Going smoothly

Mario and Cuteness are getting along fine. Though sometimes Mario will nip at her when she is being a spaz. Mario has also been spending time out of his cage at night. So far so good. Though he has been caught staring at the bf in the middle of the night. O.o

Binky seems to be getting along with everyone through bars. Hopefully soon he will be off to the vet.  Binky has also taken a trip out in the snow a few times. On the days where its not so clod and windy, kinda hard in Wi.

Cuteness once she is old enough, will also be spayed. I’m planning on having Brittany spayed also this year. So lots of vet appointments  this year.

Berry Madness Bunny Treats

1 cup of berries (any kind)

1 tbsp of honey

2/3 cup of grounded pellets

2/3 cup of grounded oats

Preheat oven to 350. Grind up oats and pellets. Puree berries. Peel , cut and boil apple. Mix everything into a bowl. Add Honey. Use parchment paper (so they dont stick to the cookie sheet.) Roll them out onto the cookie sheet with rolling pin or fingers. ( fingers work better) Cook for 20-30 mins. Let them cool. Place in a baggie in the fridge or freezer.

They last about a month or two in the freezer.

How it begain

Well I first started out with guinea pigs in 2006. My aunt had two piggies for three years. She cared for them but not really the proper way. I ended taking them. Shortly after having them one of the girls passed ebony. I found a friend, Jazz, for the other, smores. Then i brought home Lola and Smores passed away months after. It was Lola and Jazz for about a year or so. Then my aunt got two more pigs from a neighbor. She only took the cause she felt sorry. So after a couple of months my mom told me we were going to take the other two pigs from my aunt. I named them Tinkerbelle and Stella. 2009 my Lola passed. I also rehomed Stella and tink. 2010 a friend gave me her pig cinnamon and my bf’s mom gave me her two in July, she was 7 years old.. So i had 5 pigs. Jazz, Cinnamon, Coco and Puff. But on thanksgiving Cinnamon become sick and passed away. Then in July my bf, who has a friend that owned a pet store, had a bunch of bunny’s and was showing him them. My bf sent me pictures of Malachi. I was like, I WANT HIM!!! LOL And that’s how I got into bunny’s. Early this year my beloved Jazz pass away at 6 years old. I had coco and puff, but with jazz’s passing I needed a break from pigs. I rehomed them and I have focused all of my time into buns. This spring I found Brittany, her pervious owner’s son was given Brittany as he was going though chemo. Which he passed away and his parents weren’t able to give Brittany all of the attention she needed. She was with another bun. At the time I wasn’t sure if it was boy or girl she was with. But now I know. Cause on 4th of July she had 6 babies. One didn’t make it and passed a couple of days later. Then a week later I found one off by its self, he was very cold. I warmed him up and put him back with the rest. By the end of the night he had passed as well. The rest of Brittany’s crew has done well. My bf and I found homes for them. One went to his boss who had loss her rabbit awhile ago. One went to a friend that works at a store we have been going to for the past 12 years. The only girl went a couple that I found on craigslist, they had house bunnies before. And my Bf took one.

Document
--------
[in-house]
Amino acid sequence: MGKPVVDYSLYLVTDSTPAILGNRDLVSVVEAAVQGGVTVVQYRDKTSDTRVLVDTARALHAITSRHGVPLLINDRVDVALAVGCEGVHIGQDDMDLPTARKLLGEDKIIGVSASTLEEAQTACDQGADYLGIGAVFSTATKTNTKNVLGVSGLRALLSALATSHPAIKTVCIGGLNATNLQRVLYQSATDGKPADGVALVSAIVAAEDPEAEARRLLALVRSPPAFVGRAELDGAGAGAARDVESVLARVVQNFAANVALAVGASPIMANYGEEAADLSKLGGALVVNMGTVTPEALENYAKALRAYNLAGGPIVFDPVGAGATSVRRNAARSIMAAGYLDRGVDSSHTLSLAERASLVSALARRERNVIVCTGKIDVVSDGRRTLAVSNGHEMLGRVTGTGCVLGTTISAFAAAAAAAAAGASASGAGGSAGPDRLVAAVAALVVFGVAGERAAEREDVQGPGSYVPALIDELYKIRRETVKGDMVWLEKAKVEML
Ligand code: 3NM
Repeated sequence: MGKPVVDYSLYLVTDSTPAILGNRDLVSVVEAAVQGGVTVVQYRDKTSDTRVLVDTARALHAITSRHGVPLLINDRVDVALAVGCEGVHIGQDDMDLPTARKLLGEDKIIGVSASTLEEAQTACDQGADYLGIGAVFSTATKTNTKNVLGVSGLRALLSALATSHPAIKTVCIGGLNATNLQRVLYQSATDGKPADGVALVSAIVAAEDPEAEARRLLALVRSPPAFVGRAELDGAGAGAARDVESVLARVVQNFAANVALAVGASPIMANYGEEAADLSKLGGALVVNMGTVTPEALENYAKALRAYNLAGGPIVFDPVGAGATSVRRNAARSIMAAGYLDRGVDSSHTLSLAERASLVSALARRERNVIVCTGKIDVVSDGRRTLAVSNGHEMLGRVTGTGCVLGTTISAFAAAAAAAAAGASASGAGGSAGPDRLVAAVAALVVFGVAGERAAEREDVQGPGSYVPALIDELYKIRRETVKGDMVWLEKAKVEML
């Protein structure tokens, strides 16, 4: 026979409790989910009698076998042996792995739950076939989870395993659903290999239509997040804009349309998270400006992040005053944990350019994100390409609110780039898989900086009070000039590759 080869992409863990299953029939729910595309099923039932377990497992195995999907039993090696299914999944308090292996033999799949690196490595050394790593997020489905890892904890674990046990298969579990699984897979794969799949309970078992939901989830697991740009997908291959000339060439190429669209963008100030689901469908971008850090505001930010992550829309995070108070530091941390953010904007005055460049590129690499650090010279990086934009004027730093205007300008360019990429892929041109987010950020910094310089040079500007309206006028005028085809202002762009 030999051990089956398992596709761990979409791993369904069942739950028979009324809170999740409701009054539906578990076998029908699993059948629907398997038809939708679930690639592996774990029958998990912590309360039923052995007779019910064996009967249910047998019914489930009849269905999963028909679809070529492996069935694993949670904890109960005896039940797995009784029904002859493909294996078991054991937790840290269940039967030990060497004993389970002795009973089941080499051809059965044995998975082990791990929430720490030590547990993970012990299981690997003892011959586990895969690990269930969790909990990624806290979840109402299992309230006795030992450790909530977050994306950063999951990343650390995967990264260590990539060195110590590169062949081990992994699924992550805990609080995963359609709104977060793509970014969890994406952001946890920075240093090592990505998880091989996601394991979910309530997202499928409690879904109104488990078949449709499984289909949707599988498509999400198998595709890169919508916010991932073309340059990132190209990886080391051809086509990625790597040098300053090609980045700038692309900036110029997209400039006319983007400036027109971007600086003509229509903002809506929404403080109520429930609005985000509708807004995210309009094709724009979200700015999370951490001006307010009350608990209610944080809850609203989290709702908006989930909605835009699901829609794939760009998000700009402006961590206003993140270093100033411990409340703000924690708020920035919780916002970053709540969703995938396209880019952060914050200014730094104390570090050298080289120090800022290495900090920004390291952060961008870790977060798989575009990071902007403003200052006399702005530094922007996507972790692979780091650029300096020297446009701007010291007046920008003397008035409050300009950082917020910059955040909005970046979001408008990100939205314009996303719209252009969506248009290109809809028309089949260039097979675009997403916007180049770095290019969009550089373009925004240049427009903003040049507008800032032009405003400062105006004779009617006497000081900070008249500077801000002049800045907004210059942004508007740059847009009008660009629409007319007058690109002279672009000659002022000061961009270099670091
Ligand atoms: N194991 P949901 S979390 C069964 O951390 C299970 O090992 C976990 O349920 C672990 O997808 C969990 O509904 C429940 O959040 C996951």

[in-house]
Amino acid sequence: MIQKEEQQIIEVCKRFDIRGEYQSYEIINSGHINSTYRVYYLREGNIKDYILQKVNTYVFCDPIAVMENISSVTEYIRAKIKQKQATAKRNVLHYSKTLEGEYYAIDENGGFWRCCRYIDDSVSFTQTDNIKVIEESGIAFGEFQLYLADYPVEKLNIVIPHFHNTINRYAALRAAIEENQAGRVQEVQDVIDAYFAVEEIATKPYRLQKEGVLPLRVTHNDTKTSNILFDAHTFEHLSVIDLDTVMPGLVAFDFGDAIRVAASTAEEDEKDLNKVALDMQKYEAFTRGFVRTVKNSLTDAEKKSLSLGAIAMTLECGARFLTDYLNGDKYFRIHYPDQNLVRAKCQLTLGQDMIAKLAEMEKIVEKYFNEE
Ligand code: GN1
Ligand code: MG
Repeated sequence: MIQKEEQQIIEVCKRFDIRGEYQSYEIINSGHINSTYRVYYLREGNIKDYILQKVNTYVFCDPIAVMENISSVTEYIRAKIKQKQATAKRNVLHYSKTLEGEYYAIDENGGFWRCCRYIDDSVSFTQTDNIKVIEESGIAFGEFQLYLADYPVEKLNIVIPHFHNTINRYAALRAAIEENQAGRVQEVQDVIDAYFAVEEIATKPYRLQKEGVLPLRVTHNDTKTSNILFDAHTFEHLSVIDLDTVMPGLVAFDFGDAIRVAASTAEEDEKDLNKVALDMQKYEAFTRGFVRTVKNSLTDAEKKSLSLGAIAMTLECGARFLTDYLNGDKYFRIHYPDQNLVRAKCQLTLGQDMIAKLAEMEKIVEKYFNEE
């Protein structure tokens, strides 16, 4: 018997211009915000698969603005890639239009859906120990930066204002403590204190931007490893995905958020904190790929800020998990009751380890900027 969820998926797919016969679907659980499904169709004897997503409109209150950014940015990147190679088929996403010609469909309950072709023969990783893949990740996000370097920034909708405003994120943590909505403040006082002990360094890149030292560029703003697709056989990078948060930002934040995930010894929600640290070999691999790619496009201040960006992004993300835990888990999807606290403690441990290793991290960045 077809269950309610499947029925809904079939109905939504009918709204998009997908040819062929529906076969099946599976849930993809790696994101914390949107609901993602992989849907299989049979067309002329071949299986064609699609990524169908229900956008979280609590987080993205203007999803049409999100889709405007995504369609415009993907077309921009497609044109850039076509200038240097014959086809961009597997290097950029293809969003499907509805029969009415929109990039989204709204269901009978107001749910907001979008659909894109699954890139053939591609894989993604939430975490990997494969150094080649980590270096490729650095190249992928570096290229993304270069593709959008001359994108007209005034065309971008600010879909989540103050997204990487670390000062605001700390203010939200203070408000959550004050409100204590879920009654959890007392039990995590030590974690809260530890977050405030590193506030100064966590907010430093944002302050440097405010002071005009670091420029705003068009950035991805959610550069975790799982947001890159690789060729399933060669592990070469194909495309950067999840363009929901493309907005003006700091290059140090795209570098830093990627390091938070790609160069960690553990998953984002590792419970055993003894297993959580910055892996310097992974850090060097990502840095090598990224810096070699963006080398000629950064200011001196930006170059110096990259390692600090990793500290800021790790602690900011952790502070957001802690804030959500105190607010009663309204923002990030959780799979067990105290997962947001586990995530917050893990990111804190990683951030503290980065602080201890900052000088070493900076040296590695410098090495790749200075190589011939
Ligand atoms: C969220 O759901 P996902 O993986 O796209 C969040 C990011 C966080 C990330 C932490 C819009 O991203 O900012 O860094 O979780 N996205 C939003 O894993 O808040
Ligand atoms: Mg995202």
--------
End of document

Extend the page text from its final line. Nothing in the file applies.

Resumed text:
Nine common rabbit myths- From Boing Rabbit

Myth 1: Rabbits are great, low-maintenance starter pets
WRONG! Although they don’t need to be walked like dogs, rabbits are anything but low-maintenance. Their quarters